- The renter is relocating for a new job or school.
- The renter is moving to be closer to family.
- The renter is moving in with a partner.
If tenants break a lease for any of the above-mentioned reasons without court approval or in any conditions not previously outlined, they may be faced with tangible consequences. However, a tenant may ask the landlord to agree to a mutual termination if they really need to break a lease due to any of these reasons.
Justified Reasons to Break a Lease in Tennessee
Tennessee landlords must know the justified reasons that may allow tenants to legally break a lease early in the state. Here are the justified reasons for early lease termination:
1. Early Termination Clause
As a landlord in Tennessee, you may include an early termination clause in the lease agreement that will allow your tenants to legally break a lease before it ends, in exchange for a penalty fee. Make sure to include the amount of the fee and the required number of days of notice.
2. Active Military Duty
Tennessee tenants who become active members of the military are protected against penalties for breaking a lease early if they need to relocate due to deployment or permanent change of station.
Tenants should prove that they signed the lease before entering active duty. They should also remain on active duty for the next 90 days and send a written notice to the landlord with a copy of the order to deploy or permanent change of station.
It’s important to note that the lease will not terminate immediately. Tenants are allowed to terminate the lease 30 days after the beginning of the next rent period once notice is received.
3. Unit is Uninhabitable
As a Tennessee landlord, you are responsible for providing a habitable dwelling place for your tenants. If the minimum standards for health and safety codes in Tennessee are not met, tenants should request immediate repairs.
If repairs are not made within a reasonable timeframe, tenants are allowed to terminate the lease on the grounds that the unit is uninhabitable.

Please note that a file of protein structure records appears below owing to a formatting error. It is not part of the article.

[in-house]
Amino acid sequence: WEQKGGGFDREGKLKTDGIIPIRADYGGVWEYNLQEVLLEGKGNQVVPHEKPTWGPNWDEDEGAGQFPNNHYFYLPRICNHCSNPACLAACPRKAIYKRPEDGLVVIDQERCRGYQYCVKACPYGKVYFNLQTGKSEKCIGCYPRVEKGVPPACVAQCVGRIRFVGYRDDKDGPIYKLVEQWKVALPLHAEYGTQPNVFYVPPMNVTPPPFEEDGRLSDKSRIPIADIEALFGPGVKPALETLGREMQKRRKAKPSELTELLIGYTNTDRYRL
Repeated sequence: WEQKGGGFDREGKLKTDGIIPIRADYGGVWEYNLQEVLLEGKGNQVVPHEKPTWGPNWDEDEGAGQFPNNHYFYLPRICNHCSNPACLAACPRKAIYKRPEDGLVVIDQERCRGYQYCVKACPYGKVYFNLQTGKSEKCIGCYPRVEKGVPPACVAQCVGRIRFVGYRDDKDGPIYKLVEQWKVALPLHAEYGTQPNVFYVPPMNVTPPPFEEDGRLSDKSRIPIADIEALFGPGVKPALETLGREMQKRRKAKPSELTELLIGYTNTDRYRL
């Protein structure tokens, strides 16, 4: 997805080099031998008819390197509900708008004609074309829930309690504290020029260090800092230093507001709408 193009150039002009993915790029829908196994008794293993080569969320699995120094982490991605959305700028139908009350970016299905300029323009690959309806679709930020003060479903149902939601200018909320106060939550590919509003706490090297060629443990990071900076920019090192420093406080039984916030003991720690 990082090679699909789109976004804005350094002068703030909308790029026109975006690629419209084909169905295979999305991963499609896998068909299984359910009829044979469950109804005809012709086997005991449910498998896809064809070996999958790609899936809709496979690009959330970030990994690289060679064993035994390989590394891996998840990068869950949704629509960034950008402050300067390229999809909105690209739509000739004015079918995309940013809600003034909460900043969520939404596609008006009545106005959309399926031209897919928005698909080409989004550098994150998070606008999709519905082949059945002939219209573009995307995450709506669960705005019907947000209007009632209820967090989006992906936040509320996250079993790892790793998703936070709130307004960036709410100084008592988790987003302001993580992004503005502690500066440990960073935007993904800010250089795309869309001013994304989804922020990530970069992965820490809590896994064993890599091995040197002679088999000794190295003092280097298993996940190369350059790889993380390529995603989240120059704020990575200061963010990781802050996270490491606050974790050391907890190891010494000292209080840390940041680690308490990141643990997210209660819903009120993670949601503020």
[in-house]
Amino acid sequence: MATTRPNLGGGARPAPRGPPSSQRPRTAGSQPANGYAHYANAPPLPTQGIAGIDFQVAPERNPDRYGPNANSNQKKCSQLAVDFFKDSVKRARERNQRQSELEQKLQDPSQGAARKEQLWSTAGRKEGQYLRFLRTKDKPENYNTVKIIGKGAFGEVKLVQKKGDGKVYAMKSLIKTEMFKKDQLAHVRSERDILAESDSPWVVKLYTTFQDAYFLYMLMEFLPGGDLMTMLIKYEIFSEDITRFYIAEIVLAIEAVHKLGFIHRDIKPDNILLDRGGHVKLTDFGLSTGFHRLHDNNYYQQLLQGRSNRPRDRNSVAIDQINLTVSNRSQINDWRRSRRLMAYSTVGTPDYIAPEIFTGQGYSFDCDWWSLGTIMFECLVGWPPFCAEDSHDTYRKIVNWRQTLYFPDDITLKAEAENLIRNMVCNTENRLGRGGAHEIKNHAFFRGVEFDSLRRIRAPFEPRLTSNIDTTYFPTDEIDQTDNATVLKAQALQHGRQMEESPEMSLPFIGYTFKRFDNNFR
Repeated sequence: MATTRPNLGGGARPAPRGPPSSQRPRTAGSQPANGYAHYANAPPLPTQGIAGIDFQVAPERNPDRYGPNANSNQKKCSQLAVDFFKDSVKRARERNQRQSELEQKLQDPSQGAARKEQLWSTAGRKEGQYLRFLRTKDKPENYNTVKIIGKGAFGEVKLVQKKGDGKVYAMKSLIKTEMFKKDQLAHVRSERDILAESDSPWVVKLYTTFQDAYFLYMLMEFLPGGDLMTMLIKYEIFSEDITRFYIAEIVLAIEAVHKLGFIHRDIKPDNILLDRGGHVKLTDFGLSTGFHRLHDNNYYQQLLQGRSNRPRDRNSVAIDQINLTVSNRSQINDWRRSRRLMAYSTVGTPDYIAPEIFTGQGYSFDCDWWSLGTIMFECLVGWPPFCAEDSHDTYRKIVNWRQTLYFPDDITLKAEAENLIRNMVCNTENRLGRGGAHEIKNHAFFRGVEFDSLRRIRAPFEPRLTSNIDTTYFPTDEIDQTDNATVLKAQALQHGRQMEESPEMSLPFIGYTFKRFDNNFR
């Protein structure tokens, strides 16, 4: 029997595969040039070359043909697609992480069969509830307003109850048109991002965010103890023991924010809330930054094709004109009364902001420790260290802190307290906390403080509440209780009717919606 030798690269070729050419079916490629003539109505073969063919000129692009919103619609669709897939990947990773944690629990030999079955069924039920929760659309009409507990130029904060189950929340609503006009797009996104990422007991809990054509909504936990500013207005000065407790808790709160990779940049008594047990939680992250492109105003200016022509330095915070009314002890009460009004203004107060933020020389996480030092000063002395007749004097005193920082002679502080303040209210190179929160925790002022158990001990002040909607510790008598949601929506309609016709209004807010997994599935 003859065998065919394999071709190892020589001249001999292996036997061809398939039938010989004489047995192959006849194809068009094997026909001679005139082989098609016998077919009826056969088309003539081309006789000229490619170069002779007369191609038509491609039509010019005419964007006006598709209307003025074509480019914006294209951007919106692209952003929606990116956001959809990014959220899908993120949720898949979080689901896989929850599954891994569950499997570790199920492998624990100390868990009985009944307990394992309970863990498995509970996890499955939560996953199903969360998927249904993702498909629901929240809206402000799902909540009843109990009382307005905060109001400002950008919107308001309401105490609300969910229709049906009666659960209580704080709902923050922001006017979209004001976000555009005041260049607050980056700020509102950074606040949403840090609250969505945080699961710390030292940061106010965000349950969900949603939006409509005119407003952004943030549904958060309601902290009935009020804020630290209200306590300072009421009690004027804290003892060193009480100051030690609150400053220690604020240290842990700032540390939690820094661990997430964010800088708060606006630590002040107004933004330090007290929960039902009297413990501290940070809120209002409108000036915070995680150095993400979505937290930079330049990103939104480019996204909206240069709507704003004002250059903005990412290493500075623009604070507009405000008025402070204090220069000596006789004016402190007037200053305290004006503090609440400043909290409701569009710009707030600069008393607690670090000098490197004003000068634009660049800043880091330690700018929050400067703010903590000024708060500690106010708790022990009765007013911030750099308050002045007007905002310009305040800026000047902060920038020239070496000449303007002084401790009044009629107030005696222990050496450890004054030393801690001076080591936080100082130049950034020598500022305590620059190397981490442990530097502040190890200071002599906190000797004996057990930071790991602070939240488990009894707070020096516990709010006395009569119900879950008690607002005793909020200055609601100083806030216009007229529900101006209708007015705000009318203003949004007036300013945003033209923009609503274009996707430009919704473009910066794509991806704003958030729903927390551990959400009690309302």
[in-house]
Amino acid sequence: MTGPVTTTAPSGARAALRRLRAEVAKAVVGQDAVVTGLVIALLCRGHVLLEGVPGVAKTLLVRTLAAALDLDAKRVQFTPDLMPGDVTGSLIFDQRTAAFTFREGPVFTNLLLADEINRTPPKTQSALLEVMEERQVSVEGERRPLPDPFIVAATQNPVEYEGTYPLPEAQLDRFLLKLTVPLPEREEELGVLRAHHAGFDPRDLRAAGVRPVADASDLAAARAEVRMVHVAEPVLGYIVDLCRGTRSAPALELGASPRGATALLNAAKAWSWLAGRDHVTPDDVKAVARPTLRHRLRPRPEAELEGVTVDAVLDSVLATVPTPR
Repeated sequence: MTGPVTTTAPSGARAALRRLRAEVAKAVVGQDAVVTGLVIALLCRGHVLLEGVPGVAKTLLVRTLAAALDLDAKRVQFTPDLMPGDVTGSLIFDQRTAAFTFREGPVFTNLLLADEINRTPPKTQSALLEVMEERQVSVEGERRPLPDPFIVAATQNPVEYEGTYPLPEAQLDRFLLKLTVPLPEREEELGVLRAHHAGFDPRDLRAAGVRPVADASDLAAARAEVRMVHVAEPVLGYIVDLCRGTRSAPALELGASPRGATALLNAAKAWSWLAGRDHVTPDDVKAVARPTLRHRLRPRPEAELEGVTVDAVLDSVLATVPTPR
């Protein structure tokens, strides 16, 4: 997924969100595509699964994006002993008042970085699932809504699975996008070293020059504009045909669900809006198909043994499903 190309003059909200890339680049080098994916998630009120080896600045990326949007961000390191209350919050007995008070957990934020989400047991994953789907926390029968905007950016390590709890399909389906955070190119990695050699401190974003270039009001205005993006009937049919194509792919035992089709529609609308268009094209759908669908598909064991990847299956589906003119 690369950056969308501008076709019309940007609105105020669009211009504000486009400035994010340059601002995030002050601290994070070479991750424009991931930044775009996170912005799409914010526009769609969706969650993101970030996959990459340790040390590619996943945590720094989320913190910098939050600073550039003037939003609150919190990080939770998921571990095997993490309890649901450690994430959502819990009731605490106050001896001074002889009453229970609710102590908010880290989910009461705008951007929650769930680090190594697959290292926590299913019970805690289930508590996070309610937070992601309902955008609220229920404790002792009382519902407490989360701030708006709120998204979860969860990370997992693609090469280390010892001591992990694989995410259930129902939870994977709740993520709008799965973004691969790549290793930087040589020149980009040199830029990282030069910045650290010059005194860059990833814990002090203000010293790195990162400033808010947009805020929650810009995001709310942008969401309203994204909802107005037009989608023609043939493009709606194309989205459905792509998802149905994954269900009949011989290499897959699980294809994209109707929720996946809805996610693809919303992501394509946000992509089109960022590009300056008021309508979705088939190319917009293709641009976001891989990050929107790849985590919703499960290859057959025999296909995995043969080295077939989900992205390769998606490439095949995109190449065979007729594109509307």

4. Harassment or Violation of Privacy
Tennessee law does not specify the required notice to give to tenants when landlords need to visit the property, but at least a 24-hour notice is recommended unless in certain emergency circumstances.
Otherwise, tenants may claim that there has been a violation of their privacy and they may be allowed to break the lease early. Further, lockouts are not allowed in Tennessee and may be considered harassment or an illegal attempt to evict a tenant.
5. Other Reasons
- The tenant is a senior citizen or has health issues.
- The tenant is experiencing domestic violence.
- There was a violation of the lease agreement.
- Mandatory disclosures from the landlord were not followed.
- Illegal or unenforceable contract.
Now that you know the rules and regulations regarding breaking a lease in Tennessee, it’s essential to stay in compliance with the law to avoid any issues. When in doubt, it’s best to work with a professional property manager in Tennessee. Contact Keyrenter Knoxville today to find out how we can help you navigate your rental property business!
Disclaimer: This blog should not be used as a substitute for legal advice from a licensed attorney in your state. Laws change, and this post might not be updated at the time of your reading. Please contact us for any questions you have in regards to this content or any other aspect of your property management needs.